National Guard Teams Prepare for Terrorist WMD Attacks
by Jim Kouri
Not long ago, Denys Ray Hughes, 59, of Phoenix, AZ, was found guilty of Attempted Production of a Biological Toxin for Use as a Weapon, Possession of an Unregistered Destructive Device and Possession of an Unregistered Silencer, by a federal jury.
The evidence at his trial showed that Hughes grew castor bean plants and cultivated thousands of their seeds, which contain the toxin called ricin. Hughes further possessed the necessary precursor materials, as well as written instructions for extracting the toxin. The government also proved at trial that Hughes possessed a destructive device, specifically, a pipe bomb, and multiple silencers.
Hughes' conviction for Attempted Production of a Biological Toxin for Use as a Weapon carried a penalty of life imprisonment, and a $250,000 fine.
To prepare for potential attacks in the United States involving weapons of mass destruction, the US Congress approved the development of National Guard's Civil Support Teams which are responsible with identifying chemical, biological, radiological, nuclear, or high-yield explosive weapons; assessing consequences; advising civil authorities on response measures; and assisting with requests for additional support.
So far, 36 of the 55 approved teams have been fully certified to conduct their mission. The National Guard Bureau is in the process of establishing, certifying, and planning for the long-term sustainment of the CSTs, according to an unclassified report submitted to the National Association of Chiefs of Police by the GAO.
The established CSTs have thus far been trained, equipped, and staffed and have command and control mechanisms in place to conduct their domestic mission. However, confusion resulting from a lack of guidance on the types of non-WMD missions the CSTs can conduct to prepare for their WMD terrorism mission could impede coordination between state authorities and local emergency management officials on the appropriate use of the CSTs.
CSTs were created to focus on assisting civil authorities in domestic WMD events. Based on its review of the CSTs' training, equipment, and staffing criteria; analysis of CST readiness data; site visits to 14 CSTs; and discussions with state, local, and federal responders, analysts from the Government Accounting Office found the certified teams visited to be ready to conduct their mission.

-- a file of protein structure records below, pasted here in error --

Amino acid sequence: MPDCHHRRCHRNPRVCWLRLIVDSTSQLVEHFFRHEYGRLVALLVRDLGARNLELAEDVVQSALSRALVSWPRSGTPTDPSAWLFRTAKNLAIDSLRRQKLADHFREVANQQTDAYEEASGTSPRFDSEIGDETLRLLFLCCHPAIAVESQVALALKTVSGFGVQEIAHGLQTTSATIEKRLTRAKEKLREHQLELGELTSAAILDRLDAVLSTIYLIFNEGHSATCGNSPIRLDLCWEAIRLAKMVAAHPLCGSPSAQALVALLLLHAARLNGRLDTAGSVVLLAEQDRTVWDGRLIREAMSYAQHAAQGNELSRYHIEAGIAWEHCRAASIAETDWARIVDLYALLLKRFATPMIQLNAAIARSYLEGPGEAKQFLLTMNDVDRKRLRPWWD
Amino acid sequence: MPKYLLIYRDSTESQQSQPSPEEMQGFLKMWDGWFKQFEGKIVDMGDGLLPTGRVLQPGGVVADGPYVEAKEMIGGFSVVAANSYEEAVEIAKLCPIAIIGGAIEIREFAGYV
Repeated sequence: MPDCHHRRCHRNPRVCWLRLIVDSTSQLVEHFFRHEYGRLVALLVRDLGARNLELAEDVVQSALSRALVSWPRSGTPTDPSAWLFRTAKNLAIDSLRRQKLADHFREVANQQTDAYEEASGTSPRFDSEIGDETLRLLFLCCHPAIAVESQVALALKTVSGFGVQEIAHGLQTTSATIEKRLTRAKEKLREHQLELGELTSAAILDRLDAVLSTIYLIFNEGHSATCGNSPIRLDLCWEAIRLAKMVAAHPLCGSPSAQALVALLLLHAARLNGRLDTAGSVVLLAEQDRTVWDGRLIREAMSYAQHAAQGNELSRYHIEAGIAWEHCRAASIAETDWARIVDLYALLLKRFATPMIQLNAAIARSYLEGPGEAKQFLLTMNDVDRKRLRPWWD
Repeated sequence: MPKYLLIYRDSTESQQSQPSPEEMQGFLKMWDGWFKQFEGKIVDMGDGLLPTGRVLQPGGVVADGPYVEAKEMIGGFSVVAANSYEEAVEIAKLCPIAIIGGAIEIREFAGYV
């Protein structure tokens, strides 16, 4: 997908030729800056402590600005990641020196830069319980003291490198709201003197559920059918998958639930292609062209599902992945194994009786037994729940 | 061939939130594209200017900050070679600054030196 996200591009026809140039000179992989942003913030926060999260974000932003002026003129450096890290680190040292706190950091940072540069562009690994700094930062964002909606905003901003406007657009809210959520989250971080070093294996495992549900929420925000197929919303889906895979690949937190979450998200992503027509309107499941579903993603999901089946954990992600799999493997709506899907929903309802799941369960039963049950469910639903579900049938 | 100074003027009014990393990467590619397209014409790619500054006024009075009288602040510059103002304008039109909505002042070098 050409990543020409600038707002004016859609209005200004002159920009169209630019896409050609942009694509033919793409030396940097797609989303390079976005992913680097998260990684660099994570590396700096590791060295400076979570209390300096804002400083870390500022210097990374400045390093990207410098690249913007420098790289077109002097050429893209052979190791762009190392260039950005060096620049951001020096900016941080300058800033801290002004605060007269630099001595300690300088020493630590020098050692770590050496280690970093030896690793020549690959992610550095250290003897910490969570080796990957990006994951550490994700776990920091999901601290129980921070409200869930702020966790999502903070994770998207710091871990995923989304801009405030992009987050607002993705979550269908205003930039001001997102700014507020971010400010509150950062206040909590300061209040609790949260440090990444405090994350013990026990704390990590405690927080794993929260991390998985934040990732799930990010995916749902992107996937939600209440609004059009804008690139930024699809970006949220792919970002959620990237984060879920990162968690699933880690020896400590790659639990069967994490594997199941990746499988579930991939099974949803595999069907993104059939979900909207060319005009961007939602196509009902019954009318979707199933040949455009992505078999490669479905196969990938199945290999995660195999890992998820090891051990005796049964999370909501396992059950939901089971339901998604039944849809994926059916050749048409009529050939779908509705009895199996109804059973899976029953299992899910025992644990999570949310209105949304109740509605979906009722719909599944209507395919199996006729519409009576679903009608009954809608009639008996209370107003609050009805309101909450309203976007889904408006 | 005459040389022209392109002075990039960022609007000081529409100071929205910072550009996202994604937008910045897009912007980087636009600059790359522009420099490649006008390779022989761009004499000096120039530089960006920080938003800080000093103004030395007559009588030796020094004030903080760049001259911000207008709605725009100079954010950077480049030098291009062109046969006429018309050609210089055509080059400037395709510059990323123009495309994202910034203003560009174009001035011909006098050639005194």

NGB and the states have a clear structure for operational command and control of the CSTs. Though current NGB guidance and the CSTs' message to state and local officials emphasize the CST mission as being focused on WMD events, some CSTs have responded to non-WMD events, such as providing emergency assistance to the Gulf Coast states after the 2005 hurricanes.
While NGB views such missions as useful preparations for WMD events, guidance has not been clarified to reflect the type of non-WMD missions that would be appropriate. This lack of clarity has caused confusion among state, local, and NGB officials, potentially slowing coordination efforts.
Also, the Department of Defense is proposing a limited role for the CSTs to coordinate and operate with Mexican and Canadian officials in the event of a cross-border WMD incident. DOD and NGB are informally considering limited overseas missions for the teams, though they have no plans to request a further expansion of the CSTs' mission to encompass overseas operations.
According to NGB and the CST commanders, some overseas missions could provide valuable experience and have a positive effect on CST readiness, while other, more demanding missions, such as supporting the warfighters, could be detrimental to the readiness and availability of the CSTs.
Although NGB continues to develop a long-term sustainment plan for the CST program, going forward, it faces challenges to the administration and management of the CSTs that could impede both the progress of newer teams and the long-term sustainment of the program. NGB has made progress in establishing an administrative management structure for the CSTs, including issuing a broad CST management regulation and initiating a standardization and evaluation program.
But the CSTs face challenges in personnel, coordination plans, equipment acquisition and planning, training objectives, readiness reporting and facilities. Also, insufficient NGB guidance on state National Guard roles and responsibilities for overseeing and supporting their CSTs has resulted in varied support at the state National Guard level.
NGB is aware of the challenges and has efforts under way to address them. While these challenges have not yet undermined CST readiness, if NGB efforts are unsuccessful, the progress of newer teams could be impeded and the long-term sustainment of the CST program put at greater risk.
Jim Kouri, CPP is currently fifth vice-president of the National Association of Chiefs of Police. He's former chief at a New York City housing project in Washington Heights nicknamed "Crack City" by reporters covering the drug war in the 1980s. In addition, he served as director of public safety at a New Jersey university and director of security for a number of organizations. He's also served on the National Drug Task Force and trained police and security officers throughout the country. He writes for many police and crime magazines including Chief of Police, Police Times, The Narc Officer, Campus Law Enforcement Journal, and others. He's appeared as on-air commentator for over 100 TV and radio news and talk shows including Oprah, McLaughlin Report, CNN Headline News, MTV, Fox News, etc. His book Assume The Position is available at Amazon.Com, Booksamillion.com, and can be ordered at local bookstores. Kouri holds a bachelor of science in criminal justice and master of arts in public administration and he's a board certified protection professional.